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High schoolers learn about protections
Gaining experience with review boards
As high school students get exposed to more sophisticated science and health programs, some are also having their first encounters with human subjects protection issues.
In science fair projects, in special science and health schools, and through outreach programs from research institutions, they're doing social and behavioral studies and being taken on to help established scientists with medical research.
While the number is not necessarily large, observers say aspiring investigators are interacting with review boards.
Rebecca Dahl, PhD, CIP, manager of the human subjects protection program at Children's Hospital, Los Angeles, was approached about allowing a high school student who was participating in a summer research program to be added to a protocol. "They wanted to have the student assist them," Dahl says. "And people were wondering what to do and how to go about the proper process."
Dahl says that she would be cautious about what type of assistance a high school student would be able to provide. "I would have to determine if what the student is doing is really at the level of knowledge and understanding so that they can perform things where they can feel successful," she says.
Those tasks might include interaction with subjects, such as handing out surveys or answering simple questions, as long as they were closely supervised by an investigator. And Dahl says they would require the same type of training required of older research staff." But remember, most of these kids, although they're screened very carefully to even be involved in the summer programs, they're not screened for research knowledge, and they don't get that, necessarily, in the high schools."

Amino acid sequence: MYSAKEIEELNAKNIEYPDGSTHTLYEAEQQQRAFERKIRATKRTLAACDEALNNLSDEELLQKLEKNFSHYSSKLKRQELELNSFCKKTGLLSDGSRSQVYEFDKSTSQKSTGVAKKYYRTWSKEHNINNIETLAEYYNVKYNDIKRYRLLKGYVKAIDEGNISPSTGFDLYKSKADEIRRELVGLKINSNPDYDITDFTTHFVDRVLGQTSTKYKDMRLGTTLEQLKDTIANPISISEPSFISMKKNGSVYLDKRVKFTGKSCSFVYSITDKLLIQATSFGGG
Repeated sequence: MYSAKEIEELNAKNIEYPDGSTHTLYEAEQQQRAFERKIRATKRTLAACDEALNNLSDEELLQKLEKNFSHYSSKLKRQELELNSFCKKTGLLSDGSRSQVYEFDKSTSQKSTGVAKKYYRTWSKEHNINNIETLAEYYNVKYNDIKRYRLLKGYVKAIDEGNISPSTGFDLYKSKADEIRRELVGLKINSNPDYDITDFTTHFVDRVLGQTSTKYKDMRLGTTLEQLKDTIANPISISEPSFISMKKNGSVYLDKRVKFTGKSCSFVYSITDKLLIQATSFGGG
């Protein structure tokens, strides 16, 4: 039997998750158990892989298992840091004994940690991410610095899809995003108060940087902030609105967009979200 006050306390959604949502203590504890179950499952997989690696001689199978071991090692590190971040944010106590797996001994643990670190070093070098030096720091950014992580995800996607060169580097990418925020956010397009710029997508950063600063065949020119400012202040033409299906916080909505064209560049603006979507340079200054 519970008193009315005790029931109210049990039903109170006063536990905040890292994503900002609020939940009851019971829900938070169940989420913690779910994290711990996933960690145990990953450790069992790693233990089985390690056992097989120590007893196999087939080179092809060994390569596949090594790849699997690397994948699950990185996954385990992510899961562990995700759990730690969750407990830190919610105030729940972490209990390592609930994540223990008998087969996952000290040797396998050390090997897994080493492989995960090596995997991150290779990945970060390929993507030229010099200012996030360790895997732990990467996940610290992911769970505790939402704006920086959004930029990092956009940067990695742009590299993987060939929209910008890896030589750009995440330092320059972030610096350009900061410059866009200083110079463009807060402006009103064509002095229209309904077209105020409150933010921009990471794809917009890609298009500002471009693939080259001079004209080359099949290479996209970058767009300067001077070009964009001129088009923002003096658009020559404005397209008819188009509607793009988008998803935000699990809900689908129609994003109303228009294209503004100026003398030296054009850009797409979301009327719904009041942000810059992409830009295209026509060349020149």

High school research ethics
At some specialty high schools, however, human research ethics is part of the curriculum.
Judith Scheppler, PhD, is coordinator of student inquiry and research for the Illinois Mathematics and Science Academy (IMSA) in Aurora, IL. Scheppler's students conduct their own research projects, as well as working off-site with established researchers at area institutions such as the University of Chicago, Northwestern University, and Fermilab.
The school requires that students working off-site be written into investigators' review boards proposals and that the school receive a copy of the outside review boards approval letter. "We don't want our kids to be used in the wrong way to do data collection," Schepplersays. "And we also use it as an educational tool for our students. By getting that [approval], we hope that they understand that you can't just go out and do research with human subjects without oversight."
IMSA also has its own review board, chaired by Scheppler, in part to deal with student-generated research It also fields requests from adult investigators wishing to recruit IMSA students for studies. Although the school does not handle federally funded research, Scheppler says the board's policies require that it follow federal guidelines.
"If your students are doing research, one can make the case that they are doing it as an educational endeavor and, therefore, they don't actually need review board approval," Scheppler says. "But for a number of students, it really becomes a gray area. I will have some of my students present at places such as the Illinois Gifted Conference. At that point, they are subject to review board guidelines, because they are participating in a public venue, contributing to generalizable knowledge."
Scheppler says that about five years ago, the school added a core course for sophomores called "Methods of Scientific Inquiry," part of which deals with human subjects protection issues.
When students submit research proposals, they must provide an ethical overview of their research, and, if it involves humans, must detail how they plan to handle such questions as voluntary participation, confidentiality, and informed consent.
Some of Scheppler's students have conducted observational research in classrooms at other schools and have quizzed students to gauge the effectiveness of different teaching styles. "We're really not going to do anything that's more than minimal risk, because our students just aren't skilled enough to take on anything more than that," she says. "And we're dealing with, at least on the campus, non-biomedical research."
However, she says students have studied topics such as teasing, where there was some concern about psychological risk. "What we do is make sure they're working with one of the counselors when they do those surveys, so the counselors are aware if any student becomes stressed because of the nature of the questions," Scheppler says.